New nerve and muscle interfaces researched by the Defense Advanced Research Projects Agency (DARPA) are engineered to enable advanced prosthetic control and direct sensory feedback. According to a news release from the organization, its Reliable Neural-Interface Technology (RE-NET) program targeted research centered on the long-term viability of brain interfaces and continues its research to develop high-performance, reliable peripheral interfaces. The peripheral interfaces are intended to use signals from nerves or muscles to control prosthetics and provide direct sensory feedback.
Jack Judy, DARPA program manager, explains that, “The novel peripheral interfaces developed under RE-NET are approaching the level of control demonstrated by cortical interfaces and have better biotic and abiotic performance and reliability. Because implanting them is a lower-risk and less-invasive procedure, peripheral interfaces offer greater potential than penetrating cortical electrodes for near-term treatment of amputees.” Judy adds that the program’s advances are currently being made available to injured warfighters in clinical settings.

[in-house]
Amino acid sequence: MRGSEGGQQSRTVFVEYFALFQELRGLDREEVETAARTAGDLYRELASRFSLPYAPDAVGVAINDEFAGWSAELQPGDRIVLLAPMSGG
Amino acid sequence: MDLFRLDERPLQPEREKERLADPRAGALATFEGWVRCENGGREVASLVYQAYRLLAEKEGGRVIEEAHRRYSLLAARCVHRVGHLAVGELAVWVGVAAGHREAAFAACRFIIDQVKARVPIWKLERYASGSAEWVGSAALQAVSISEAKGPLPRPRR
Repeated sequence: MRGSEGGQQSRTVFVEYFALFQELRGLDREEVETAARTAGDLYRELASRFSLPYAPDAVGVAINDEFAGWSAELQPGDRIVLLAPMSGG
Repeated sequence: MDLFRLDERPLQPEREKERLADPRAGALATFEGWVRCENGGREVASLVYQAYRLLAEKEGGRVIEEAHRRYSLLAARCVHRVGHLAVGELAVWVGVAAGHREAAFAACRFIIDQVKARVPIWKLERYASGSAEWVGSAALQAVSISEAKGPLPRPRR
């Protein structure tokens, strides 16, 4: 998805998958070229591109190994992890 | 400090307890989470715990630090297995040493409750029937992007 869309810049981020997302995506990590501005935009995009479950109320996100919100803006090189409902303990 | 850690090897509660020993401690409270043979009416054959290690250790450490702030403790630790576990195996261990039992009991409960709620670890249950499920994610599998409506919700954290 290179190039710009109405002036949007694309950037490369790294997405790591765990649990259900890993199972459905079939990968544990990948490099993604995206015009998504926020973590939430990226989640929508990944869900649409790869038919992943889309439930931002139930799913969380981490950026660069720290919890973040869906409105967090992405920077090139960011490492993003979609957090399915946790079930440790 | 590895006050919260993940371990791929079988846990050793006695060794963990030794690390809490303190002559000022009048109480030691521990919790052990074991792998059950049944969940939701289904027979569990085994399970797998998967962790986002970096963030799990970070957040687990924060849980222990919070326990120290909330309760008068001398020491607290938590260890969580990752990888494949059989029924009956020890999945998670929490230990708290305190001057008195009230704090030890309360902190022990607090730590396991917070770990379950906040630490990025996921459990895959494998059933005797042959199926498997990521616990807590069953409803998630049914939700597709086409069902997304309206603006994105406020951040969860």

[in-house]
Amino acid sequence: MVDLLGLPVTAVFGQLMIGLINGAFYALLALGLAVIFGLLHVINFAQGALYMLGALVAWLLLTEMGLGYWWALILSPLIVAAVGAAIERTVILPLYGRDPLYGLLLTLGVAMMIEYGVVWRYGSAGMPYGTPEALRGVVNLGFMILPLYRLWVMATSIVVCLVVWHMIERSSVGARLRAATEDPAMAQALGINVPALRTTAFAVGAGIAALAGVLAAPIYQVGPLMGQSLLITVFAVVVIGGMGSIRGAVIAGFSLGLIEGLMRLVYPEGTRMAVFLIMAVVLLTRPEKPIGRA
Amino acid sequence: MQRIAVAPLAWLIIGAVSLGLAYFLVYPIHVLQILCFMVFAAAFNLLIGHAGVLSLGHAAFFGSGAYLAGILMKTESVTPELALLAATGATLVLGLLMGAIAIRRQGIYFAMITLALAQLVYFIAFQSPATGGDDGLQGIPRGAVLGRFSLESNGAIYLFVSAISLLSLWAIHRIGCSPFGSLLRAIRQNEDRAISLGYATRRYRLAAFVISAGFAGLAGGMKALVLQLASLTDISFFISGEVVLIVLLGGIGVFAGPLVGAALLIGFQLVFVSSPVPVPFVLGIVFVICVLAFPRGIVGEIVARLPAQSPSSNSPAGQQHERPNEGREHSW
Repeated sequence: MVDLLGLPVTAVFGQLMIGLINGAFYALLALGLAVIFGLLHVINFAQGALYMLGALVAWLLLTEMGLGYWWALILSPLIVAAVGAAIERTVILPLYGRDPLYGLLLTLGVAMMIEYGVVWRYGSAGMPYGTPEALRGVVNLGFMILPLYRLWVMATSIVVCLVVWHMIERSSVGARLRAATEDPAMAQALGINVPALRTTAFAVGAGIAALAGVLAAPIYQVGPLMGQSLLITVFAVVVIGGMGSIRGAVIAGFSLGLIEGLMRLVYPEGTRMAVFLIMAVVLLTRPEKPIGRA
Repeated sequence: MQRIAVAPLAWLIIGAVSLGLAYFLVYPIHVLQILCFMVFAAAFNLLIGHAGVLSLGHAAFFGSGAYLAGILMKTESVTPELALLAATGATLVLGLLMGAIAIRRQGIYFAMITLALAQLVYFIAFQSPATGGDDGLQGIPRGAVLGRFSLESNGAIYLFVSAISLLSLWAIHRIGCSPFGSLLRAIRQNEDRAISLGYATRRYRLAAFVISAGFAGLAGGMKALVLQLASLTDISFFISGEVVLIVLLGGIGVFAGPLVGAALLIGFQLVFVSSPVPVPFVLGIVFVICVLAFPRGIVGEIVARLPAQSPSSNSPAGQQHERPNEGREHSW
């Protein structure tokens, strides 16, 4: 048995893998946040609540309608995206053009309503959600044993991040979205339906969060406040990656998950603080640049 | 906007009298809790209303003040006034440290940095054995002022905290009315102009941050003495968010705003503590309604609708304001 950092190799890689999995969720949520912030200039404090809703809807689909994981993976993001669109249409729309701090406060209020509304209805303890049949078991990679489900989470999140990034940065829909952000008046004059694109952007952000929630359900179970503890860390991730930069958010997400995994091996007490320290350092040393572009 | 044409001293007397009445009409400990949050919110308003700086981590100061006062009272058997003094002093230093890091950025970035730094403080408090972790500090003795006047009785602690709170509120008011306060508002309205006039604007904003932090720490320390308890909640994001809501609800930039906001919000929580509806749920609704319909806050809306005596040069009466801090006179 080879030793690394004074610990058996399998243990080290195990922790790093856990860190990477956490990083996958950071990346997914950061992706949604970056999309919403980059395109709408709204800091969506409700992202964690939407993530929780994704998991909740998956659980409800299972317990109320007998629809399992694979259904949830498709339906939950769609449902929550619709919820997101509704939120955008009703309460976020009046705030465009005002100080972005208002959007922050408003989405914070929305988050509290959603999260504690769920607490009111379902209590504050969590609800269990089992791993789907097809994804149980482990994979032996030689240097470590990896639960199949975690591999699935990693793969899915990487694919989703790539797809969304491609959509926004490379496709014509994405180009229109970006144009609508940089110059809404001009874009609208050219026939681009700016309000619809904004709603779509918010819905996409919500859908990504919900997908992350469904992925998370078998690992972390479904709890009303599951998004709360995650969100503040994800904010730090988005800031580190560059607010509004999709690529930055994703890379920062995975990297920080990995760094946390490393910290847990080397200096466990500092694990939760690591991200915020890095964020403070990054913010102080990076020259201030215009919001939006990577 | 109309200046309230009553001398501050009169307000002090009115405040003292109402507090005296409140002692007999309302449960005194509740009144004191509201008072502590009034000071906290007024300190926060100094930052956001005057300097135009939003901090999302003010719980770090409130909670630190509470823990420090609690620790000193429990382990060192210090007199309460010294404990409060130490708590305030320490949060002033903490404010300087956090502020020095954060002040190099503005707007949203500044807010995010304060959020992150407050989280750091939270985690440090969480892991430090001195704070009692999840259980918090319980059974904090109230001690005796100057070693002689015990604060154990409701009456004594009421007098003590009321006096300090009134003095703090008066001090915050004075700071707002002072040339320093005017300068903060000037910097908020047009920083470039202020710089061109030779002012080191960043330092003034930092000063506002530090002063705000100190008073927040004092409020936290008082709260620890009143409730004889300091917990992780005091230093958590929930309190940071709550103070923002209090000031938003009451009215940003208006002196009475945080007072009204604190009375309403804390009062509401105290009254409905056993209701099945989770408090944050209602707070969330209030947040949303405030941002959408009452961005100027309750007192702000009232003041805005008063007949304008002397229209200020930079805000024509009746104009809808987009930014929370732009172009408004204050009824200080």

DARPA reports that Rehabilitation Institute of Chicago (RIC) researchers recently demonstrated a type of peripheral interface called targeted muscle re-innervation (TMR). The organization adds that by rewiring nerves from amputated limbs, new interfaces allow for prosthetic control with existing muscles.
The release notes to demonstrate direct sensory feedback, Case Western Reserve University researchers used a flat interface nerve electrode (FINE). The technology interfaces with residual nerves in the patient’s partial limb, restoring some sense of touch. Direct sensory feedback reportedly allows patients to move a hand without keeping their eyes on it, allowing them to execute tasks such as searching through a bag for small items. DARPA states that the FINE is one of many different types of nerve interfaces developed under the RE-NET program.
To view this technology in action, click here.
DARPA notes that its current efforts with peripheral interfaces are scheduled to continue up to 2016.
[Photo Credit: DARPA]